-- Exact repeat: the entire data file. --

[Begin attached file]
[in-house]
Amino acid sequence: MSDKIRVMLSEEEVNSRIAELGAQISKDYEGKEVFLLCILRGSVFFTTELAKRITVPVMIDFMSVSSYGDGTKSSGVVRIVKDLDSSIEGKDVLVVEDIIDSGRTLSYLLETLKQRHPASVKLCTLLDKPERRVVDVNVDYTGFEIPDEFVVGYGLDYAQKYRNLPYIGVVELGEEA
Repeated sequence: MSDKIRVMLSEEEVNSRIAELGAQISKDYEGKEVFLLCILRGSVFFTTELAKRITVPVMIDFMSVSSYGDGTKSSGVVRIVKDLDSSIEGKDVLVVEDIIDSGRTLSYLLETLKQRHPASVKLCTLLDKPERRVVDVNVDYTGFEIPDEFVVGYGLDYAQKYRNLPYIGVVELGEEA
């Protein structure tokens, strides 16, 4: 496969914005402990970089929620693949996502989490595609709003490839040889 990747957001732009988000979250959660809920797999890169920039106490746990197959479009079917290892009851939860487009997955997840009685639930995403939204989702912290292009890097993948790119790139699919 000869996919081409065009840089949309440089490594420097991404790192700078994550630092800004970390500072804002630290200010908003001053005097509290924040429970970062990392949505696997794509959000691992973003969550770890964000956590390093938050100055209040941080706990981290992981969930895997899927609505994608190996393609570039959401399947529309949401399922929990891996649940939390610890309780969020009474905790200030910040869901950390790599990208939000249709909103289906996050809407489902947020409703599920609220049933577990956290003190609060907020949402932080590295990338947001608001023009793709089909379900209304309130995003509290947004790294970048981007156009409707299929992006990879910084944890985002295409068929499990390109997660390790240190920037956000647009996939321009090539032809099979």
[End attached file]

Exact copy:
[in-house]
Amino acid sequence: MSDKIRVMLSEEEVNSRIAELGAQISKDYEGKEVFLLCILRGSVFFTTELAKRITVPVMIDFMSVSSYGDGTKSSGVVRIVKDLDSSIEGKDVLVVEDIIDSGRTLSYLLETLKQRHPASVKLCTLLDKPERRVVDVNVDYTGFEIPDEFVVGYGLDYAQKYRNLPYIGVVELGEEA
Repeated sequence: MSDKIRVMLSEEEVNSRIAELGAQISKDYEGKEVFLLCILRGSVFFTTELAKRITVPVMIDFMSVSSYGDGTKSSGVVRIVKDLDSSIEGKDVLVVEDIIDSGRTLSYLLETLKQRHPASVKLCTLLDKPERRVVDVNVDYTGFEIPDEFVVGYGLDYAQKYRNLPYIGVVELGEEA
């Protein structure tokens, strides 16, 4: 496969914005402990970089929620693949996502989490595609709003490839040889 990747957001732009988000979250959660809920797999890169920039106490746990197959479009079917290892009851939860487009997955997840009685639930995403939204989702912290292009890097993948790119790139699919 000869996919081409065009840089949309440089490594420097991404790192700078994550630092800004970390500072804002630290200010908003001053005097509290924040429970970062990392949505696997794509959000691992973003969550770890964000956590390093938050100055209040941080706990981290992981969930895997899927609505994608190996393609570039959401399947529309949401399922929990891996649940939390610890309780969020009474905790200030910040869901950390790599990208939000249709909103289906996050809407489902947020409703599920609220049933577990956290003190609060907020949402932080590295990338947001608001023009793709089909379900209304309130995003509290947004790294970048981007156009409707299929992006990879910084944890985002295409068929499990390109997660390790240190920037956000647009996939321009090539032809099979």